Wednesday, March 3, 2010

Writing isn't Easy

We are particularly sympathetic today to all students who sit with their head in their hands, at a desk or in front of their computer, trying to get started on a writing assignment. Even when the assignment is quite specific -- comment on how the lead character changed over the course of the book; or give three examples of how the United States economy was different in 1929 and 2009; or discuss the role of greenhouse gasses in climate change -- it is hard for some students to get coherent words on paper.

Think about it. First, there is the need to understand the question. That requires remembering the material you have learned on the subject. Next, you need to order that material in your mind to begin formulating a response. You need to be concerned with the mechanics of writing: spelling, grammar, sentence structure. You have to be competent at keyboarding or letter formation, and these skills need to be sufficiently automatic so you don't use so much mental energy getting the words onto the paper that you have no more space on your mental desktop to consider how you will be answering the question.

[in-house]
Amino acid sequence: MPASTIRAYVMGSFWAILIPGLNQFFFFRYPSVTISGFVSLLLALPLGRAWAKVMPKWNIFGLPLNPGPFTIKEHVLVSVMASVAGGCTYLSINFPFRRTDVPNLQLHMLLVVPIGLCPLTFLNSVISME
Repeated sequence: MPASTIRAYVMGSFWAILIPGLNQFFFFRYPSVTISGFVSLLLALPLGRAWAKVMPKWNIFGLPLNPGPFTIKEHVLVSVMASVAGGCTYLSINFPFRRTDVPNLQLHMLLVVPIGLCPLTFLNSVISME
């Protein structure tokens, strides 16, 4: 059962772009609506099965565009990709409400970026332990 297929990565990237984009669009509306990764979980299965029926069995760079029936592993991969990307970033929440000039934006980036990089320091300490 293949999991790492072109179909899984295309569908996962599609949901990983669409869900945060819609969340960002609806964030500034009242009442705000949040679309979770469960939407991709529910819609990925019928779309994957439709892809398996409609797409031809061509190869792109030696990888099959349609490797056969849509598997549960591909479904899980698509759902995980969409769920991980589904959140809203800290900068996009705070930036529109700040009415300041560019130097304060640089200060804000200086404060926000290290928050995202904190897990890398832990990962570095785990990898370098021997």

And this is where the question is set out for you and the response has a limited number of correct or good answers. Things are even more difficult when a student needs to use her creative skills, such as when she is asked to write an essay on any subject of her choosing. Here, the student needs to use her higher thinking, her creativity, and possibly her memory, to come up with a topic. There is an aspect of social skills, in the choosing of a suitable topic. Even more sophisticated language skills are needed to create a piece of writing that is interesting to the reader.

And so, on a day when blogging is not going well, yet our faithful readers are eagerly awaiting our lastest word on schools, education, and helping their child, we beg your indulgence and remind you something that we have realized once again today -- that writing isn't easy.

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